An overseas territory of the United Kingdom (formerly known as a dependent territory or earlier as a crown colony) is a territory that is under the sovereignty and formal control of the United Kingdom but is not a physical part of the United Kingdom.
Overseas territories or crown colonies should also be distinguished from Crown dependencies (the Channel Islands and the Isle of Man, which have a different constitutional relationship with the United Kingdom), and protectorates (which were not formally under the sovereignty of the United Kingdom). They should also not be confused with Commonwealth realms, which are independent states which share the same sovereign as the United Kingdom.
At one time, crown colonies were just like any other colony and were directly administered by officials appointed by the British government. Today, however most overseas territories are nearly fully self-governing, only relying on Britain for defence, foreign affairs, and some trade issues.
Crown colonies have never been considered integral parts of the United Kingdom, and have never had representation in the British Parliament, on the grounds that they are separate jurisdictions. This is in contrast to other European countries, such as France, Denmark, and the Netherlands, whose dependencies have varying degrees of integration with their so-called 'mother countries'. Only in Malta was integration ever seriously considered by the British Government, in 1955, but this was later abandoned, while in Gibraltar it was rejected in 1976.
Queen Elizabeth II is head of state in the overseas territories in her role as Queen of the United Kingdom, not in right of each territory. This compares with independent realms of the Commonwealth of Nations, such as Canada or Australia, where the Queen has a separate and distinct role in each realm as "Queen of Canada" or "Queen of Australia".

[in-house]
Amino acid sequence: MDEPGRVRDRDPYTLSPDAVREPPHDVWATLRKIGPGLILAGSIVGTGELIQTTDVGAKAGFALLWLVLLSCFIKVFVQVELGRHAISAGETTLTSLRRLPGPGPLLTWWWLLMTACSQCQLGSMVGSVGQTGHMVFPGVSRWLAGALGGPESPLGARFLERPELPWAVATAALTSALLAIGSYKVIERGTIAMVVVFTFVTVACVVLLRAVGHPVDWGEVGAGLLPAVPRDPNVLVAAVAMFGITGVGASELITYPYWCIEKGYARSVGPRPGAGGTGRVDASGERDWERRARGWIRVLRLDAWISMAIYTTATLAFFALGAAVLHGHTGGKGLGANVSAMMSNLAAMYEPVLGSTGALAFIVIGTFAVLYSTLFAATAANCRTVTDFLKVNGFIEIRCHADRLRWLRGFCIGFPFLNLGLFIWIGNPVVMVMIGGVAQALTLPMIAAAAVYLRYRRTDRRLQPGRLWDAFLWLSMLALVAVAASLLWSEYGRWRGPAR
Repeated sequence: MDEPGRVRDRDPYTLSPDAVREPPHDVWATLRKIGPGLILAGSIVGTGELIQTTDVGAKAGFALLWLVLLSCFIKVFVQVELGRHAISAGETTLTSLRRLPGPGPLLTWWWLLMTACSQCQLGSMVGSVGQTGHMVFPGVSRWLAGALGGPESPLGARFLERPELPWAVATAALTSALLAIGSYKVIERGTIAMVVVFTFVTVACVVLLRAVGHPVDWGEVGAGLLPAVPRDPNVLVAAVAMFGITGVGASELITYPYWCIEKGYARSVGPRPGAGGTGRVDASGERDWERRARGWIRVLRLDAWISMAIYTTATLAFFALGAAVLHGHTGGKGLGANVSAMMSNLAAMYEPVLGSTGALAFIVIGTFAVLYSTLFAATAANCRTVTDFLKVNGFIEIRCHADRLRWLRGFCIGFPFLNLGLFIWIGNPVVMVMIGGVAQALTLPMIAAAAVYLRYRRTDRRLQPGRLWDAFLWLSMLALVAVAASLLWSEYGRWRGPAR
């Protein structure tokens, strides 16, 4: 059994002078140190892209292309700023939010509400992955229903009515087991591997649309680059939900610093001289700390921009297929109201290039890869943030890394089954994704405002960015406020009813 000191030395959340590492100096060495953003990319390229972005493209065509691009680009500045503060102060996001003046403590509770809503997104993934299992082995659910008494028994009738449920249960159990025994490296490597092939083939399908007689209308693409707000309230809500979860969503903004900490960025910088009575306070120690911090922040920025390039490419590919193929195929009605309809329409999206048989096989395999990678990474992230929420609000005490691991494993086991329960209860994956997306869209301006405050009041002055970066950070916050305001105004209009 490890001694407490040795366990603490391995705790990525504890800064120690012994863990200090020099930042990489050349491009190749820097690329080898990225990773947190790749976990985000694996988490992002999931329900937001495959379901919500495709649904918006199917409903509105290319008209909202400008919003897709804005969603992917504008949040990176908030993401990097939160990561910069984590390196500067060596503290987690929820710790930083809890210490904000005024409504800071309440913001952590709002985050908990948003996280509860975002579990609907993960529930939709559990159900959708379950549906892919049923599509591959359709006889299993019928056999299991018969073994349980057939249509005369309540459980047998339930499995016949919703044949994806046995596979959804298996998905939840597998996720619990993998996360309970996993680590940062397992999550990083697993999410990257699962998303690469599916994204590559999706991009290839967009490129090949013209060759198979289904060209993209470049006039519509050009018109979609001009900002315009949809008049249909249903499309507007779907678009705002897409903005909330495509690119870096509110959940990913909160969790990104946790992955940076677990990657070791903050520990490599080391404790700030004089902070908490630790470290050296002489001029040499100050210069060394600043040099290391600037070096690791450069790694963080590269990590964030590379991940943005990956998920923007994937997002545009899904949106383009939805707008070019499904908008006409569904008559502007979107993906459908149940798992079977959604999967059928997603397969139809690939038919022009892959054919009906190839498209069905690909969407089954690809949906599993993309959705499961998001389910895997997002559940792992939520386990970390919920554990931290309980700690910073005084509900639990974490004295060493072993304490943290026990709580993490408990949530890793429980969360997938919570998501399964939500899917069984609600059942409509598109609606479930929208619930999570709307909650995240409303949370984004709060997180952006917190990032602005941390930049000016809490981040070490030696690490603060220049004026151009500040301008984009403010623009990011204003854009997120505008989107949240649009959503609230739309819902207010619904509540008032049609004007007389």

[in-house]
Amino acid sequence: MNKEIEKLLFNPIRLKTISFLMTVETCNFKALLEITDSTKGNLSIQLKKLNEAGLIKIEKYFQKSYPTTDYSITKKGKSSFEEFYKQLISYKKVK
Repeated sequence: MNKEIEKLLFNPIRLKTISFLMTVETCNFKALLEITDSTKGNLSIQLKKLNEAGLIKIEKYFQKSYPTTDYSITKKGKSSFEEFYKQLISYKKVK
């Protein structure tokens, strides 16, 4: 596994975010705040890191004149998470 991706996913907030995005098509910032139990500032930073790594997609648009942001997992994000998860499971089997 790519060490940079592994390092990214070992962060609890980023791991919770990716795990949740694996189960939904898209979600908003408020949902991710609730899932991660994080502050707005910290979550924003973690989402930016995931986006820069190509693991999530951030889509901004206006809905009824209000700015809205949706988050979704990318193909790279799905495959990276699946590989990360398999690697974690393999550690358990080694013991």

The Queen apppoints a Governor who acts on her behalf, and is in charge of the territory's internal security matters, as well as acting as a delegate between the colony and the British government. He possesses the power to dissolve the parliament and must give all laws his personal Royal Assent. Depending on the stage of the colony's evolution (see Stages of colonial evolution) these may be only exercised in a symbolic capacity. The Governor is usually from the United Kingdom.
Over the years, colonial governments have evolved in stages, with the intent being eventual independence from Britain. Colonies with tiny populations rarely evolve beyond stage one.
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2 Current overseas territories
3 Former crown colonies
Stages of colonial evolution
Current overseas territories
In addition there are the Sovereign Base Areas of Akrotiri and Dhekelia in Cyprus.
- British Antarctic Territory
- British Indian Ocean Territory
- British Virgin Islands
- Cayman Islands
- Falkland Islands
- Pitcairn Islands
- Saint Helena
- South Georgia and the South Sandwich Islands
- Sovereign Base Areas of Akrotiri and Dhekelia in Cyprus
- Turks and Caicos Islands
Former crown colonies
Commonwealth of Nations. Note that many Commonwealth countries were protectorates rather than colonies, such as Brunei. Some members were previously administered by other Commonwealth countries, such as Western Samoa (by New Zealand), Papua New Guinea (by Australia) and Namibia (by South Africa), while Mozambique was formerly a Portuguese colony.
See also British Empire.